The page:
Must confess, troubled by my own pathetically poor writing style, I picked this book up to be able to learn some tricks of the trade and tricked I was into a charmed life. It is not much about rigours of writing, the trials and tribulation which an author of highest order must be facing while producing the greatest works of literature. To my utter surprise, it is the breezy, felicity of the book which greets you the moment you pick up the book and it lovingly holds you by your arm in a happy bright world of trees, happy families, friends who do not meet you to fill their Friday nights, adventurous kids, enterprising young men, sunny days, and enchanting brook in the bushes.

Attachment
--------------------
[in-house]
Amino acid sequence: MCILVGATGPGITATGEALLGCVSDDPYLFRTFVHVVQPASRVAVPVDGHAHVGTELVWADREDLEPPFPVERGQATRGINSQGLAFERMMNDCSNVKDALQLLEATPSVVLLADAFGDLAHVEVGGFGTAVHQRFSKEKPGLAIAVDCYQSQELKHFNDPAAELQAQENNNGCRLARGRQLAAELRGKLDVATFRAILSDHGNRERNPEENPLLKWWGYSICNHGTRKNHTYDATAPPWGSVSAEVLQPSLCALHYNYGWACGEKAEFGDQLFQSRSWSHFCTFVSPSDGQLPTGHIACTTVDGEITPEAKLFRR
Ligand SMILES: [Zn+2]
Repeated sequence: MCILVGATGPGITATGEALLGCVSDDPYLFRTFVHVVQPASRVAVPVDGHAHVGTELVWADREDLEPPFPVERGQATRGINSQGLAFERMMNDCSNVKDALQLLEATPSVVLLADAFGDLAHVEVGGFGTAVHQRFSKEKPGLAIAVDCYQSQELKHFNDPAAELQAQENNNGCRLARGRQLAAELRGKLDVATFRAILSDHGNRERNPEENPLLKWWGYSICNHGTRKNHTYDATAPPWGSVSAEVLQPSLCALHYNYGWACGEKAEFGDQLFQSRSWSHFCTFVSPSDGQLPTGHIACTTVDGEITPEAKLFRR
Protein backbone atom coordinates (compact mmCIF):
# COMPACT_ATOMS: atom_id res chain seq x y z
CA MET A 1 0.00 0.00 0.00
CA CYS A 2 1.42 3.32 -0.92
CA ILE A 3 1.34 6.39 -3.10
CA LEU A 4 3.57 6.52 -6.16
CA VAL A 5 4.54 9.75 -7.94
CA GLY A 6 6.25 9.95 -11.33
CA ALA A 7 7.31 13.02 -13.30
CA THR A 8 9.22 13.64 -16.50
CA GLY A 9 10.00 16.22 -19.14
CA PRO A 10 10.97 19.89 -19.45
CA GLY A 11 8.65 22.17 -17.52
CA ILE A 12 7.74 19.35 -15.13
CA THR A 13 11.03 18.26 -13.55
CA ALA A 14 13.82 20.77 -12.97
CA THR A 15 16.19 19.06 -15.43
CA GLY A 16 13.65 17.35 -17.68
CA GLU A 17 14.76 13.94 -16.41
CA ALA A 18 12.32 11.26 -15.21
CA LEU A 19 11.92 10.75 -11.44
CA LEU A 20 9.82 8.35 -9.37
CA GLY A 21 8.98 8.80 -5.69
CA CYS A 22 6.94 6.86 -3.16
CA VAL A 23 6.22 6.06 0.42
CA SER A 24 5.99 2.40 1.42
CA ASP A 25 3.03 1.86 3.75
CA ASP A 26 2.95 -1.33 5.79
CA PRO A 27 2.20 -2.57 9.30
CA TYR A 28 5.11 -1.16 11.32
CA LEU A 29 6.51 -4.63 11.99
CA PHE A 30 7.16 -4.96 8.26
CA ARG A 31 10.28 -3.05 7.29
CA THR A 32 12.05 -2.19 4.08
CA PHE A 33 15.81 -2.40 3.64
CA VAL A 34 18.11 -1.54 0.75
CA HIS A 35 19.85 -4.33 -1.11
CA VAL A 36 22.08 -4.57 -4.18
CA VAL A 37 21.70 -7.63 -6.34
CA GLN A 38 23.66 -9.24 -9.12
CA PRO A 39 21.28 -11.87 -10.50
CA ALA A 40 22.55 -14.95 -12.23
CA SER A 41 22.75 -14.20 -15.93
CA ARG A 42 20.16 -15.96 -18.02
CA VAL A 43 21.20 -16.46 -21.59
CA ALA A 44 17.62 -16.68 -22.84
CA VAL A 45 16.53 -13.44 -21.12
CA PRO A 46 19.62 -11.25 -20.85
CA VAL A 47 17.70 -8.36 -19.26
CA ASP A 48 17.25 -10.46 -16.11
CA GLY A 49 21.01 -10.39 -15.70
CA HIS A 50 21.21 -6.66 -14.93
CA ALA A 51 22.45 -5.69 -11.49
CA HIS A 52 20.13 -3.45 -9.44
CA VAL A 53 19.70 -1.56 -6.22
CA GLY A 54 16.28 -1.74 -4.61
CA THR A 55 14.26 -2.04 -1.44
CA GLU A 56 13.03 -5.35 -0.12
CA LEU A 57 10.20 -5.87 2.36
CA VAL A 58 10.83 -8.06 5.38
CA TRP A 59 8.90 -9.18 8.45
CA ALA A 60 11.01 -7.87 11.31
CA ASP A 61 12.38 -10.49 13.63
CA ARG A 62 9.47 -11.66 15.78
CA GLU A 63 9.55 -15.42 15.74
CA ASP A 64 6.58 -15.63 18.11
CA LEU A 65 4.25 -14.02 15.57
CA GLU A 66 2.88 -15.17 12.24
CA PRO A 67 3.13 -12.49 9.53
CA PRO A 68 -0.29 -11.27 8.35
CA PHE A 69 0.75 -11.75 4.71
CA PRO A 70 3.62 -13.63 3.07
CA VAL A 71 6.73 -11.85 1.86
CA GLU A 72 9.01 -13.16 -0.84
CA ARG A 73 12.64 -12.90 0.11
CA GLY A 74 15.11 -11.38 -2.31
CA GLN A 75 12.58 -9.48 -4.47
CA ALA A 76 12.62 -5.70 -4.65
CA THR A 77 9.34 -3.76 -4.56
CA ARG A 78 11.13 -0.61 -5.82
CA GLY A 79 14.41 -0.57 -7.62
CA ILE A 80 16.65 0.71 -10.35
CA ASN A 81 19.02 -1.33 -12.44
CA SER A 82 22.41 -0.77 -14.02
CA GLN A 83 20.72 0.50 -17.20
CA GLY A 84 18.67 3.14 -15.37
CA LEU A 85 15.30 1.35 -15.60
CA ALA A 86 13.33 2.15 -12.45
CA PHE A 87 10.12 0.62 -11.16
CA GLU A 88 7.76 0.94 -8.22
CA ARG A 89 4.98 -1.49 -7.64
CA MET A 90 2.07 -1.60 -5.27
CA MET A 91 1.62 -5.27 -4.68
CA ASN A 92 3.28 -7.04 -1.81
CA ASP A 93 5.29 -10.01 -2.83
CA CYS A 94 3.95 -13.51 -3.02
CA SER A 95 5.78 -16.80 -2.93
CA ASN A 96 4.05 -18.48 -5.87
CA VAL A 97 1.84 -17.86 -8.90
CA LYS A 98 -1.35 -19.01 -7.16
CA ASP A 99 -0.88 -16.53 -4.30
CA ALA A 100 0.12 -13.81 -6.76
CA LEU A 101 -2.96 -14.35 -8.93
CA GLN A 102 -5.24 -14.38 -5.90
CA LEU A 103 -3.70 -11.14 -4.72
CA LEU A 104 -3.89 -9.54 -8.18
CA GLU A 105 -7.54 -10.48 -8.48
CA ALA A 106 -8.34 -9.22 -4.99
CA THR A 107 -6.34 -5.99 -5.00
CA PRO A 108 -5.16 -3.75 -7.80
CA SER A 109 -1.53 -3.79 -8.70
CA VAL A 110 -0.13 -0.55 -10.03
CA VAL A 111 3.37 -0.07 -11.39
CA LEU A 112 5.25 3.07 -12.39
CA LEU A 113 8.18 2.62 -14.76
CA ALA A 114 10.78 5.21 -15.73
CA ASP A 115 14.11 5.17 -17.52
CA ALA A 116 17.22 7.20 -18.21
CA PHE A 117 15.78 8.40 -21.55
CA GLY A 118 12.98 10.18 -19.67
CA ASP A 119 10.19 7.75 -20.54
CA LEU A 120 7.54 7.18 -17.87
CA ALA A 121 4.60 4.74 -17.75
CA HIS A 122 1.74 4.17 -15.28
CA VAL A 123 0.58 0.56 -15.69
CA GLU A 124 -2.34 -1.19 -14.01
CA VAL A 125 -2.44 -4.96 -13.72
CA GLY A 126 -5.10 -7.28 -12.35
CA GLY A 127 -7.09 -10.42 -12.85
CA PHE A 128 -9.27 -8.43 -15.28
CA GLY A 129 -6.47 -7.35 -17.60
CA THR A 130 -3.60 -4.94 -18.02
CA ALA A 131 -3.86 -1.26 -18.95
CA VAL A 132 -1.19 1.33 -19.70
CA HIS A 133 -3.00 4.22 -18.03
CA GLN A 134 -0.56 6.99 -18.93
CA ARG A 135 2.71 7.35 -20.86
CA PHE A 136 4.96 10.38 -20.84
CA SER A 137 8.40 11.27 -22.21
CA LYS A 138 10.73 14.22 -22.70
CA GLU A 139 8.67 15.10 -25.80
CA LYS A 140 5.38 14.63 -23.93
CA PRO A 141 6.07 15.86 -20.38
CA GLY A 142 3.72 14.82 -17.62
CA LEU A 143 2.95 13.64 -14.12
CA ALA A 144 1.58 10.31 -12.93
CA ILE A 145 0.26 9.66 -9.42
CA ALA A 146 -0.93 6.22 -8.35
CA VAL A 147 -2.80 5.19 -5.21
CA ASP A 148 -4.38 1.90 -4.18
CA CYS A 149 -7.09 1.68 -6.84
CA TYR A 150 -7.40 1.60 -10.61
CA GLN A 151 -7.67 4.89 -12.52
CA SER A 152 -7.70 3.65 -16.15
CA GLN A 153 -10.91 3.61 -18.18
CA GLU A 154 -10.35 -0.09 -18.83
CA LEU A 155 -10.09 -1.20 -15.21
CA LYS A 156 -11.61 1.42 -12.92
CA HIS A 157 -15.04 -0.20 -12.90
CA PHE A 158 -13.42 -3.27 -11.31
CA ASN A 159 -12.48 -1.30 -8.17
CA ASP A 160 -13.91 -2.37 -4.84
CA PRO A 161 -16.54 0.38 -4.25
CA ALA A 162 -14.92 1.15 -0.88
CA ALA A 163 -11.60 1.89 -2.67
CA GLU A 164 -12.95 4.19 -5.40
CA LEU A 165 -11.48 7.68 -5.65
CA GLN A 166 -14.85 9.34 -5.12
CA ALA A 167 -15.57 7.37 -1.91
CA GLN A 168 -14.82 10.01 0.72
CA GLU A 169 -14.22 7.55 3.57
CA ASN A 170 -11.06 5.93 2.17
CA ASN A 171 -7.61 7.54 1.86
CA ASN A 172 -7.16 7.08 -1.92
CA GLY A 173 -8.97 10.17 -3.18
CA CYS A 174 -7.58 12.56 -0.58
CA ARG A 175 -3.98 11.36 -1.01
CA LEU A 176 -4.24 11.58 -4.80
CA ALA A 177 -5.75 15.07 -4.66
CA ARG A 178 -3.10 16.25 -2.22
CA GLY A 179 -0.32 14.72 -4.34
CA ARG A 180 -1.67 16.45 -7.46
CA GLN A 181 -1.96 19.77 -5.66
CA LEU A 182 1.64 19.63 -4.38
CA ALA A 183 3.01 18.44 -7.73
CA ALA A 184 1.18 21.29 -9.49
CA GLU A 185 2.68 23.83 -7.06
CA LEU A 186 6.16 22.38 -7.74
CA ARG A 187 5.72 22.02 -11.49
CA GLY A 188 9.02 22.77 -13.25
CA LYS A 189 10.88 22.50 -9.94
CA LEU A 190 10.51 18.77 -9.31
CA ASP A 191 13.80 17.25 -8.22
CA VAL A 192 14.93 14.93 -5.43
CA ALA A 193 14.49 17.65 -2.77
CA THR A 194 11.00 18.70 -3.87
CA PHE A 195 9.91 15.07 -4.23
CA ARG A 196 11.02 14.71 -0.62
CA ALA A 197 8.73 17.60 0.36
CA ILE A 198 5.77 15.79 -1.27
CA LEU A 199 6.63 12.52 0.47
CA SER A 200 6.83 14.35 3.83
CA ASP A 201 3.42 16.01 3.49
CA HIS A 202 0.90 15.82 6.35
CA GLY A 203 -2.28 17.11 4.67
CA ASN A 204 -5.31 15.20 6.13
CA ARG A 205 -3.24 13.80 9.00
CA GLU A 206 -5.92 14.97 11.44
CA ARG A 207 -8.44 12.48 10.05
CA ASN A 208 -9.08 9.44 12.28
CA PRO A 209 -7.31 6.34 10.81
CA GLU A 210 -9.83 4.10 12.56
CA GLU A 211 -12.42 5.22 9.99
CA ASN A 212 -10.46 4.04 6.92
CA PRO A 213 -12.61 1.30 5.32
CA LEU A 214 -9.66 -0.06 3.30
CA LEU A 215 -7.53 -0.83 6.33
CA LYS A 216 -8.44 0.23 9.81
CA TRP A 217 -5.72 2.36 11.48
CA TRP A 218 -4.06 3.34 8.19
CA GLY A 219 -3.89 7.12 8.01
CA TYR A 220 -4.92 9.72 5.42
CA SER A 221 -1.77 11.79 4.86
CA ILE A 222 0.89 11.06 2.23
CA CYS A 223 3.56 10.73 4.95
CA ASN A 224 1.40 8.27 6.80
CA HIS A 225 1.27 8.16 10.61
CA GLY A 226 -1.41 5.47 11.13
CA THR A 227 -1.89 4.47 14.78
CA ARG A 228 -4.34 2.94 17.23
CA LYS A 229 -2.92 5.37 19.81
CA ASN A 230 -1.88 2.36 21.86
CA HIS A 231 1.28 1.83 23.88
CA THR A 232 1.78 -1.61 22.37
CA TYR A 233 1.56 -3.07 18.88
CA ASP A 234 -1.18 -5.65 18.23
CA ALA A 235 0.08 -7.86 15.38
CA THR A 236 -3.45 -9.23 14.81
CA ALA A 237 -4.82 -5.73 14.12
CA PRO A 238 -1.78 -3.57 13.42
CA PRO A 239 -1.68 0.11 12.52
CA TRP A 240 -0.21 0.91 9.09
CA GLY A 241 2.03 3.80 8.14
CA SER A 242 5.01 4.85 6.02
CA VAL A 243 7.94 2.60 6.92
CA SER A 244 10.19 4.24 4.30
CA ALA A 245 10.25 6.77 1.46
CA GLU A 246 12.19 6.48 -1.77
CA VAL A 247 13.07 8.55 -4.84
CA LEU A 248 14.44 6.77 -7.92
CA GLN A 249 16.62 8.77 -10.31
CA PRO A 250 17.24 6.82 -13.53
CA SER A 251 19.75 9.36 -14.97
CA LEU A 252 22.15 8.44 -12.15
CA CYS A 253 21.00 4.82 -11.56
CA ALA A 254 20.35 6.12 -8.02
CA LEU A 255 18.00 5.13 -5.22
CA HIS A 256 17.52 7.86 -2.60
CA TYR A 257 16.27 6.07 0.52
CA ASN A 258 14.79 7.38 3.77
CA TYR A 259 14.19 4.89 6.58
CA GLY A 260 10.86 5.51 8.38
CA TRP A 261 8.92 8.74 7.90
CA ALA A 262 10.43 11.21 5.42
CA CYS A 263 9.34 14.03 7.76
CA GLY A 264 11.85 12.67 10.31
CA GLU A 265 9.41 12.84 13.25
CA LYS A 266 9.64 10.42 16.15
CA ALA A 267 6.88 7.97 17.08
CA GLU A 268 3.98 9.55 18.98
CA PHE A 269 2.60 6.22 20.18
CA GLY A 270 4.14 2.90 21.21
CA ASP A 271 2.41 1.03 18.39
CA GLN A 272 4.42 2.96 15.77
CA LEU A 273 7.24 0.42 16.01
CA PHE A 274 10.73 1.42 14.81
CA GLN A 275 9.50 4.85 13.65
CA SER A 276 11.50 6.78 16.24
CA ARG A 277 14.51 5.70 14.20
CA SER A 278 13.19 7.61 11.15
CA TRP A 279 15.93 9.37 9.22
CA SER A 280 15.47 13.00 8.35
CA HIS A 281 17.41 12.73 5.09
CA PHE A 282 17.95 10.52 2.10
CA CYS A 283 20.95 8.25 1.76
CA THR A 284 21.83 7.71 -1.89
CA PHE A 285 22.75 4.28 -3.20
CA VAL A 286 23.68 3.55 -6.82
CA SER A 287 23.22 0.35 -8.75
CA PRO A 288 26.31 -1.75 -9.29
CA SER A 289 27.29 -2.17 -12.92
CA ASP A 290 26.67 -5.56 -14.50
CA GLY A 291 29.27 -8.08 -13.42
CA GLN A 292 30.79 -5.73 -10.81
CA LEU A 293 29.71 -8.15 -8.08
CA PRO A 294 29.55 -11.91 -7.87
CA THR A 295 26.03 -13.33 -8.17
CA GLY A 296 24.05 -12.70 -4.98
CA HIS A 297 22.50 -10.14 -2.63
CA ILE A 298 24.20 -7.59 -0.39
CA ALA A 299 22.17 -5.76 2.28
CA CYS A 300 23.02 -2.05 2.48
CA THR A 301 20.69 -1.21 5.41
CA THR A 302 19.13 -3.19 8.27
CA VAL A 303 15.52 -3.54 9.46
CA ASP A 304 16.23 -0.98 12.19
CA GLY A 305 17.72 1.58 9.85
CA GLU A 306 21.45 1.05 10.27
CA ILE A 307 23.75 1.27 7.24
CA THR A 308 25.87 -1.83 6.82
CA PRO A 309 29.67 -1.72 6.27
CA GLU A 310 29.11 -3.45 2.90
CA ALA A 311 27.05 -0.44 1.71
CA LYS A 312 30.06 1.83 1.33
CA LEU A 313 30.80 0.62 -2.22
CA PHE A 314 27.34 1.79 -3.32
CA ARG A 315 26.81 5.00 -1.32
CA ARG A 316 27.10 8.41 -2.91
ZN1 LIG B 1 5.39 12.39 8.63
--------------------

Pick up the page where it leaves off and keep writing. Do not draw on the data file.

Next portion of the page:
Twain, the darling of American speaking circles of the day, leans on lovely journal excerpts of her daughter Suzy's indulgent biography of her father. Her mis-spells notwithstanding, which Mark Twain retains with obvious love and insistence, ("cannot bring myself to change any line or word in Susy's sketch of me...coming from beautiful heart of child" writes the doting father) shows the bright genetic sparks of amazing control over words she had even at the age of five, the time around which she set herself on this endeavour of writing the biography of his legendary father. The leitmotif of the book is outstanding sense of happiness, which runs in the backdrop of the book and Twain's life, even through the sad episodes of death of his mother, his wife and most devastatingly painful demise of Suzy, graver by the suddenness with which it appears in the book.